Trying to leverage social media to get producers’ attention, you may get some likes from your friends. Absent the full narrative experience of a musical, people don’t dig in as hard, and being able to write a musical doesn’t always translate to social media savvy. A few writers have gained attention lately on TikTok, creating songs for Ratatouille and Bridgerton. They have stories people know, and engage the social network as collaborators, rather than just consumers. At first I thought, “That's a lot of time to spend on musicals that they'll probably never get the rights for." And then I realized that, these days, having a following and just enough portfolio, however incomplete the musical, is more valuable in getting future work produced than having an original musical or two fully fleshed out.
In some sense, that's a callback to what a prominent Broadway producer told me in 2013. "I just need the premise and two songs. I like to help shepherd the show through its writing, so we don't have to fix it later." On the other hand, it means more people may take the shortcut, and never practice working through the full exercise of multiple-drafting an intricate musical, until they have to do it under pressure.
Absent social media attention and producer support, writers then have to navigate a disorganized development landscape. Smaller shows get workshopped fairly easily at smaller, ambitious theatres. Larger shows might get done at a university, with the right relationships. Most workshops don’t get filmed. Even NYU Tisch’s MFA program produces small, private, piano-only readings at the end of the two years, leaving their graduates with debt and very little reel.
A show might land a spot in a festival, but the quality varies dramatically between them. For years before finally shutting down, New York Musical Festival charged $1,000 for participation while paying none of the production costs of the shows it hosted.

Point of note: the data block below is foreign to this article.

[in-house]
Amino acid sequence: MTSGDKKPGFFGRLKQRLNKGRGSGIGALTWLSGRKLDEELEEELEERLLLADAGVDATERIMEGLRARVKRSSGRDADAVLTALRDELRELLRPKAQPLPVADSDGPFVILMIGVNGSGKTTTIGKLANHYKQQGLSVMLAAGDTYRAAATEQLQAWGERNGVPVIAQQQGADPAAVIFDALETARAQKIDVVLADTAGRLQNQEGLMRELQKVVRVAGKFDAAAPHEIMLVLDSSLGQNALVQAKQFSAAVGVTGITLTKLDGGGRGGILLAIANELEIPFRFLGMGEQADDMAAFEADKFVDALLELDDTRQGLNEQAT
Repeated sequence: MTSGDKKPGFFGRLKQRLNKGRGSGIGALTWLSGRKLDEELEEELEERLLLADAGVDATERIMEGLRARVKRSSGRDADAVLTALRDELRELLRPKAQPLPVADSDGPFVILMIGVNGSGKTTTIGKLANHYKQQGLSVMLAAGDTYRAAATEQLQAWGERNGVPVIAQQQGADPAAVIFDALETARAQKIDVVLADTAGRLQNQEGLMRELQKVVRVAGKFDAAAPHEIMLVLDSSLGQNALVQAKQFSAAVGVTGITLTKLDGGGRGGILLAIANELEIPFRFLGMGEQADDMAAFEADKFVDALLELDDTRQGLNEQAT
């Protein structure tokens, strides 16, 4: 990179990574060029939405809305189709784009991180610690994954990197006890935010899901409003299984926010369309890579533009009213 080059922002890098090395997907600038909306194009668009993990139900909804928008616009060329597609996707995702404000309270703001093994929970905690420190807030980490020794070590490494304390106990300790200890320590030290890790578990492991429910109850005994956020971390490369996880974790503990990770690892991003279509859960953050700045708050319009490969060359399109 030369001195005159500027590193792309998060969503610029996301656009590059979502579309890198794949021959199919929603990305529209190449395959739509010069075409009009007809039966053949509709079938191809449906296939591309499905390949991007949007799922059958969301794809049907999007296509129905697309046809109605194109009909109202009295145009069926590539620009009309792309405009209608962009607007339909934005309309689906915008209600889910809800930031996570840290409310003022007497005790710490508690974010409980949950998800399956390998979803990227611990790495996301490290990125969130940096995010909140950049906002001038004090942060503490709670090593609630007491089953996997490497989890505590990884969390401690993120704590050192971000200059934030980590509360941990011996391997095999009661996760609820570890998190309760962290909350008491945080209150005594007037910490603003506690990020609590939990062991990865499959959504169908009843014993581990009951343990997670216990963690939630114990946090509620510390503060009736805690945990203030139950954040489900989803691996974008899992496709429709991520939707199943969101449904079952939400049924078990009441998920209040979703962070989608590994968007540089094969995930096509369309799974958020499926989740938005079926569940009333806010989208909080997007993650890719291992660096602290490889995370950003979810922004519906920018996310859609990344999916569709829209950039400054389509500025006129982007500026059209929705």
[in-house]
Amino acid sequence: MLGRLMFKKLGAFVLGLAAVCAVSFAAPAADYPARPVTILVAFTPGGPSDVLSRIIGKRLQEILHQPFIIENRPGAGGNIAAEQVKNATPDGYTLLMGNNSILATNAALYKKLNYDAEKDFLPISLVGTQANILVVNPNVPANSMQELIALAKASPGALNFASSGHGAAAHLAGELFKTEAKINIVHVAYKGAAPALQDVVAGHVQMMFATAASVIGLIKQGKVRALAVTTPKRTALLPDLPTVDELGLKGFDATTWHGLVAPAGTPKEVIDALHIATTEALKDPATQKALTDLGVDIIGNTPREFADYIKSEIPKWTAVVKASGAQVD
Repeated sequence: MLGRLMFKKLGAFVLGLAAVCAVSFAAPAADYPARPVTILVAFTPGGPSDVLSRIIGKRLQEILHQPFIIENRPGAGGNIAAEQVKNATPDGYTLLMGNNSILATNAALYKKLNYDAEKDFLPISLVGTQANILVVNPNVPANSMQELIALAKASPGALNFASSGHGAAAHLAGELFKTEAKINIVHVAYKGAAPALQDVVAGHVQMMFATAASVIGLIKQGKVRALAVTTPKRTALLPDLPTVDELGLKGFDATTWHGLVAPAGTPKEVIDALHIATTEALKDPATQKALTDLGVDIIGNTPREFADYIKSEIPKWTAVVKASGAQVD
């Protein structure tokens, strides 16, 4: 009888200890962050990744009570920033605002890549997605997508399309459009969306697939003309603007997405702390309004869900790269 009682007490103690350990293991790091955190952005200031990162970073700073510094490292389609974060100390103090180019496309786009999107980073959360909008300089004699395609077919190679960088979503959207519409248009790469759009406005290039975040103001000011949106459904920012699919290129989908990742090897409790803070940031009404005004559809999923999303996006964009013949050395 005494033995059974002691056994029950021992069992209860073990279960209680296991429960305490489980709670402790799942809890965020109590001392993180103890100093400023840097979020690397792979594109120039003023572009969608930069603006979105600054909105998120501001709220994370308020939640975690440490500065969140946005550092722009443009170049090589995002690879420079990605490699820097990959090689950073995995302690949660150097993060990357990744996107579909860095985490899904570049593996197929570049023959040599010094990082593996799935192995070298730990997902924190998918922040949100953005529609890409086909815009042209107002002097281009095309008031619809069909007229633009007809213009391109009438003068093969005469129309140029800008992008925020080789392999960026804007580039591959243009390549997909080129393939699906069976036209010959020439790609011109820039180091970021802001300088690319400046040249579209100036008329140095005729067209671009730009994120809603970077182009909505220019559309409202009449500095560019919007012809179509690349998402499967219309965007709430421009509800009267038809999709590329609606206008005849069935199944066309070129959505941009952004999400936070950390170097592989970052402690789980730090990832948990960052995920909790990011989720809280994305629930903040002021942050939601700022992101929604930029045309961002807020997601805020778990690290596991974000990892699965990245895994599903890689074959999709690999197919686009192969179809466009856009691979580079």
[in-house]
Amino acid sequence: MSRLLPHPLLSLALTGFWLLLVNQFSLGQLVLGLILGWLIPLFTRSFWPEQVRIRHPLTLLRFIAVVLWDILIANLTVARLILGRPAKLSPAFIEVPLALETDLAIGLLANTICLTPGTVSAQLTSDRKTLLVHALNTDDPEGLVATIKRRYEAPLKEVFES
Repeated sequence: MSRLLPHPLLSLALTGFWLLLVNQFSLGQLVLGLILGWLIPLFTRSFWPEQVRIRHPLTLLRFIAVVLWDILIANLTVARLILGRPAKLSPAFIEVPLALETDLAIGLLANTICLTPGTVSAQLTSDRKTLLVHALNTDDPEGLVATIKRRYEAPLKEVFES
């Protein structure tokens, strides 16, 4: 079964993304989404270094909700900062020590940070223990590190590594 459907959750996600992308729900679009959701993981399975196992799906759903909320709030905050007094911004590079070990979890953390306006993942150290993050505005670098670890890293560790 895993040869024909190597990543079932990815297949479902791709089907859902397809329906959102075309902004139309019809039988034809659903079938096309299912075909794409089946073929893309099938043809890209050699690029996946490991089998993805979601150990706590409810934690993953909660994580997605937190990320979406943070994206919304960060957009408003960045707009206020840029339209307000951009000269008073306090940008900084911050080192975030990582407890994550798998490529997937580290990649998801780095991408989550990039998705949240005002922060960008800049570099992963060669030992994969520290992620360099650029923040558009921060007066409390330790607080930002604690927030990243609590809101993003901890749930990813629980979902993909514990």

Workshops, while potentially useful for scoring a producer, are most often what you’d expect—a director, a music director, and actors hash it out, you rewrite, and you hope industry professionals come. You might have sponsors, you might pay for it yourself.
Concept albums are becoming more useful, in the arsenal, as well. Hadestown’s carried it through years of development, Six’s launched the show as if by lightning strike. Be More Chill got it to Broadway for a flickering moment. But quality albums are costly to produce. Time and resources.
As a related aside—piano readings are a scourge to musical theatre. Solo piano is necessary for rehearsal, but missing orchestrations are harder to imagine than sets and costumes. Six’s accompaniment on solo piano wouldn’t have gotten them to Broadway as quickly as the stellar album pop production.
The process of creating a new commercial musical theatre piece isn't devoid of hope, but we need to be honest about the odds. Pasek and Paul wrote for many years, developing shows and songs that slowly made their way into actors' audition books, before Dear Evan Hansen landed them on Broadway. For every Pasek and Paul, there's a swarm of writers trying to get their work noticed by people with the power to lift it up, as if '#HamforHam'ing on 46th St, praying that they folded their ticket just right this time, or that it'll happen soon, because at some point, they won't be able to afford to keep coming back.
Next: Part 3
To share this series, here's the link to Part 1: